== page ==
World Association for the Advancement of Veterinary Parasitology (W.A.A.V.P.) guideline for diagnosing anthelmintic resistance using the faecal egg count reduction test in ruminants, horses and swine

Ray M. Kaplan, Matthew J. Denwood, Martin K. Nielsen, Stig M. Thamsborg, Paul R. Torgerson, John S. Gilleard, Robert J. Dobson, Jozef Vercruysse, Bruno Levecke

Research output: Contribution to journalReview articlepeer-review

42 Scopus citations

Abstract

The faecal egg count reduction test (FECRT) remains the method of choice for establishing the efficacy of anthelmintic compounds in the field, including the diagnosis of anthelmintic resistance. We present a guideline for improving the standardization and performance of the FECRT that has four sections. In the first section, we address the major issues relevant to experimental design, choice of faecal egg count (FEC) method, statistical analysis, and interpretation of the FECRT results. In the second section, we make a series of general recommendations that are applicable across all animals addressed in this guideline. In the third section, we provide separate guidance details for cattle, small ruminants (sheep and goats), horses and pigs to address the issues that are specific to the different animal types. Finally, we provide overviews of the specific details required to conduct an FECRT for each of the different host species. To address the issues of statistical power vs. practicality, we also provide two separate options for each animal species; (i) a version designed to detect small changes in efficacy that is intended for use in scientific studies, and (ii) a less resource-intensive version intended for routine use by veterinarians and livestock owners to detect larger changes in efficacy. Compared to the previous FECRT recommendations, four important differences are noted. First, it is now generally recommended to perform the FECRT based on pre- and post-treatment FEC of the same animals (paired study design), rather than on post-treatment FEC of both treated and untreated (control) animals (unpaired study design). Second, instead of requiring a minimum mean FEC (expressed in eggs per gram (EPG)) of the group to be tested, the new requirement is for a minimum total number of eggs to be counted under the microscope (cumulative number of eggs counted before the application of a conversion factor). Third, we provide flexibility in the required size of the treatment group by presenting three separate options that depend on the (expected) number of eggs counted. Finally, these guidelines address all major livestock species, and the thresholds for defining reduced efficacy are adapted and aligned to host species, anthelmintic drug and parasite species. In conclusion, these new guidelines provide improved methodology and standardization of the FECRT for all major livestock species.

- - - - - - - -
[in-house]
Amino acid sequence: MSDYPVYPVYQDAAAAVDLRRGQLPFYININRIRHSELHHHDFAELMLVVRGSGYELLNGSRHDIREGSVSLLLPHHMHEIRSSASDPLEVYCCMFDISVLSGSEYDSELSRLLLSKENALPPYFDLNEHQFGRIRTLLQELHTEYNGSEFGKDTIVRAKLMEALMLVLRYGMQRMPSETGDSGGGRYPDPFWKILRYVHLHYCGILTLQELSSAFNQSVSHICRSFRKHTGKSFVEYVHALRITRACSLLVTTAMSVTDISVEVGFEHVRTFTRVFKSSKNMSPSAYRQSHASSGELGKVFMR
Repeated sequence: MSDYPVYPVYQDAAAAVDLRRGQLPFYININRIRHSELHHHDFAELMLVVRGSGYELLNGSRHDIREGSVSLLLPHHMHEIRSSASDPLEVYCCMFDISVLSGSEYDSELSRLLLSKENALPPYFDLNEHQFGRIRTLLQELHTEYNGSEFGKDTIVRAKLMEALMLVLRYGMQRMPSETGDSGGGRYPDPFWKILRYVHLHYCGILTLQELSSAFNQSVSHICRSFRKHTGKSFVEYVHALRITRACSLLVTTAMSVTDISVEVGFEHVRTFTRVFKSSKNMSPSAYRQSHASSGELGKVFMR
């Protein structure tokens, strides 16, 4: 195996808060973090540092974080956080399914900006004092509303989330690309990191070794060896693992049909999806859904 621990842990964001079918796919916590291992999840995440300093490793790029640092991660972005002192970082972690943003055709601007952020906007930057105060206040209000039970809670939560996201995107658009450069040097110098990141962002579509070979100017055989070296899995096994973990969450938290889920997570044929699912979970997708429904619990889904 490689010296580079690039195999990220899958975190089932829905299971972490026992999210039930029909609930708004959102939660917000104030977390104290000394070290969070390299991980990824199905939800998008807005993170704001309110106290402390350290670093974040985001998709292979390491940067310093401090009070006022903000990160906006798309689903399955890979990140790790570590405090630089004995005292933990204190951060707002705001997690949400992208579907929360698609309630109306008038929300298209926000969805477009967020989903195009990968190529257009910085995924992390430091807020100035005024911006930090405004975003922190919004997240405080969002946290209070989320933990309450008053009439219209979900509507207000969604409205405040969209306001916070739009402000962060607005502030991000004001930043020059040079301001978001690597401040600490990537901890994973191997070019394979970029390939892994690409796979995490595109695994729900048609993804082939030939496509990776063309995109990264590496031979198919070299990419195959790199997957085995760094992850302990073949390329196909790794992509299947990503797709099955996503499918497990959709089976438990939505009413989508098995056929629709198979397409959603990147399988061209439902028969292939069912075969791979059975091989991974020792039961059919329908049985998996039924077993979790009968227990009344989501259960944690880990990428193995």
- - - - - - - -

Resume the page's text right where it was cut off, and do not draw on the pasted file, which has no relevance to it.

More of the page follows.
Original languageEnglish
Article number109936
JournalVeterinary Parasitology
Volume318
DOIs
StatePublished - Jun 2023

Bibliographical note

Publisher Copyright:
© 2023

Keywords

  • Anthelmintic drug efficacy
  • Anthelmintic resistance
  • Cattle
  • Faecal egg count reduction test
  • Goats
  • Horses
  • Pigs
  • Sheep
  • World Association for the Advancement of Veterinary Parasitology

ASJC Scopus subject areas

  • Parasitology
  • General Veterinary

Fingerprint

Dive into the research topics of 'World Association for the Advancement of Veterinary Parasitology (W.A.A.V.P.) guideline for diagnosing anthelmintic resistance using the faecal egg count reduction test in ruminants, horses and swine'. Together they form a unique fingerprint.

Cite this